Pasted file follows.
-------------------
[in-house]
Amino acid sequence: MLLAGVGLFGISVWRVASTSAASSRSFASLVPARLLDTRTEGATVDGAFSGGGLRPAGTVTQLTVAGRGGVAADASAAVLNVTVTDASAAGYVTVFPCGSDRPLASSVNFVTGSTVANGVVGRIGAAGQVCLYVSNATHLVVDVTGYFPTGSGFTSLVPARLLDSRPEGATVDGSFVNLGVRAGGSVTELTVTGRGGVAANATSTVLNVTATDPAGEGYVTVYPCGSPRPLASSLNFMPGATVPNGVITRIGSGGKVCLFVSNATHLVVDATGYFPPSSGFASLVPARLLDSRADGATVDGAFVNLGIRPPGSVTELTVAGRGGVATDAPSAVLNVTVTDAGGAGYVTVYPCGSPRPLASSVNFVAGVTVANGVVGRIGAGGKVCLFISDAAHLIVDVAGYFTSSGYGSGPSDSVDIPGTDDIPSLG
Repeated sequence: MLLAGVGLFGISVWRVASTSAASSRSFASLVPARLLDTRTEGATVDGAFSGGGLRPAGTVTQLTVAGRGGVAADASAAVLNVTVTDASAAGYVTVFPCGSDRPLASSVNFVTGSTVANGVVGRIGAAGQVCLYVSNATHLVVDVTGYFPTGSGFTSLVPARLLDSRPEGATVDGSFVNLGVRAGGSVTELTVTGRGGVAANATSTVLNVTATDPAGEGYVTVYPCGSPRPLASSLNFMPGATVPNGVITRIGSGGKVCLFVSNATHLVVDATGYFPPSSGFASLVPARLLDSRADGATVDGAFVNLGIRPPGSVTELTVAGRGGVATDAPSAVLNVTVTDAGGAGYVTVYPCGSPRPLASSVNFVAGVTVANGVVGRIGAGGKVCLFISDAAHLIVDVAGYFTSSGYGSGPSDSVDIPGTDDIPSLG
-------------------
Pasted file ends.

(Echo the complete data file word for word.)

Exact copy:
[in-house]
Amino acid sequence: MLLAGVGLFGISVWRVASTSAASSRSFASLVPARLLDTRTEGATVDGAFSGGGLRPAGTVTQLTVAGRGGVAADASAAVLNVTVTDASAAGYVTVFPCGSDRPLASSVNFVTGSTVANGVVGRIGAAGQVCLYVSNATHLVVDVTGYFPTGSGFTSLVPARLLDSRPEGATVDGSFVNLGVRAGGSVTELTVTGRGGVAANATSTVLNVTATDPAGEGYVTVYPCGSPRPLASSLNFMPGATVPNGVITRIGSGGKVCLFVSNATHLVVDATGYFPPSSGFASLVPARLLDSRADGATVDGAFVNLGIRPPGSVTELTVAGRGGVATDAPSAVLNVTVTDAGGAGYVTVYPCGSPRPLASSVNFVAGVTVANGVVGRIGAGGKVCLFISDAAHLIVDVAGYFTSSGYGSGPSDSVDIPGTDDIPSLG
Repeated sequence: MLLAGVGLFGISVWRVASTSAASSRSFASLVPARLLDTRTEGATVDGAFSGGGLRPAGTVTQLTVAGRGGVAADASAAVLNVTVTDASAAGYVTVFPCGSDRPLASSVNFVTGSTVANGVVGRIGAAGQVCLYVSNATHLVVDVTGYFPTGSGFTSLVPARLLDSRPEGATVDGSFVNLGVRAGGSVTELTVTGRGGVAANATSTVLNVTATDPAGEGYVTVYPCGSPRPLASSLNFMPGATVPNGVITRIGSGGKVCLFVSNATHLVVDATGYFPPSSGFASLVPARLLDSRADGATVDGAFVNLGIRPPGSVTELTVAGRGGVATDAPSAVLNVTVTDAGGAGYVTVYPCGSPRPLASSVNFVAGVTVANGVVGRIGAGGKVCLFISDAAHLIVDVAGYFTSSGYGSGPSDSVDIPGTDDIPSLG